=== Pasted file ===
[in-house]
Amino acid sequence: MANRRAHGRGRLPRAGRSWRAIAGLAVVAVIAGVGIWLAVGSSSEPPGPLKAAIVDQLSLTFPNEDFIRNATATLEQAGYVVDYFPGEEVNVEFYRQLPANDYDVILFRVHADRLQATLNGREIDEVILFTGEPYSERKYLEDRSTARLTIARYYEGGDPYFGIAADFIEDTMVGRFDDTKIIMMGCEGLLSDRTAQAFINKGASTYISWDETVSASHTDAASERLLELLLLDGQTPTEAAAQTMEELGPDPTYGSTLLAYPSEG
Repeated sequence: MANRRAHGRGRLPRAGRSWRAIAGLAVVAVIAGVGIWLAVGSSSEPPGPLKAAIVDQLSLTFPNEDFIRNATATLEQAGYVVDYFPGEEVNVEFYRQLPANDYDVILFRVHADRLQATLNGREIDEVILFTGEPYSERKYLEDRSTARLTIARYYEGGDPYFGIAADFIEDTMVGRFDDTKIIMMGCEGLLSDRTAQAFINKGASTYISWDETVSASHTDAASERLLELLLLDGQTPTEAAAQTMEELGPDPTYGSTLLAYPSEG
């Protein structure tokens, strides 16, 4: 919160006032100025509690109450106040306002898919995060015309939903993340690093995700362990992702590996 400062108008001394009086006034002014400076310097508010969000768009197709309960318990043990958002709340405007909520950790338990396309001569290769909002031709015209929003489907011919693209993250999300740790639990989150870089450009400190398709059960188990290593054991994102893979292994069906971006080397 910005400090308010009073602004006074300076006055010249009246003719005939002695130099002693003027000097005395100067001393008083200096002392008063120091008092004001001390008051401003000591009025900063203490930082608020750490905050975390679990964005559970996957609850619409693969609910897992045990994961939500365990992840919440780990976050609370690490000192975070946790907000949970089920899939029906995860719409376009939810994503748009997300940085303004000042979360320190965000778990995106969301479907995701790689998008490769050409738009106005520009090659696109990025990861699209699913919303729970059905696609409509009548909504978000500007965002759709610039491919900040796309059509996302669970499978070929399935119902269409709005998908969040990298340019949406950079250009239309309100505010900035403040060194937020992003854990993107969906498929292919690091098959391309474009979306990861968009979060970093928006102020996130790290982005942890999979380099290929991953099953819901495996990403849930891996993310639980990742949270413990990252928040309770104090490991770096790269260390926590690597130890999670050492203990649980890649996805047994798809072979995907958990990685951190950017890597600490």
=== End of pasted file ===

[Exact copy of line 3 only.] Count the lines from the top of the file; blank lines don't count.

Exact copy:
Repeated sequence: MANRRAHGRGRLPRAGRSWRAIAGLAVVAVIAGVGIWLAVGSSSEPPGPLKAAIVDQLSLTFPNEDFIRNATATLEQAGYVVDYFPGEEVNVEFYRQLPANDYDVILFRVHADRLQATLNGREIDEVILFTGEPYSERKYLEDRSTARLTIARYYEGGDPYFGIAADFIEDTMVGRFDDTKIIMMGCEGLLSDRTAQAFINKGASTYISWDETVSASHTDAASERLLELLLLDGQTPTEAAAQTMEELGPDPTYGSTLLAYPSEG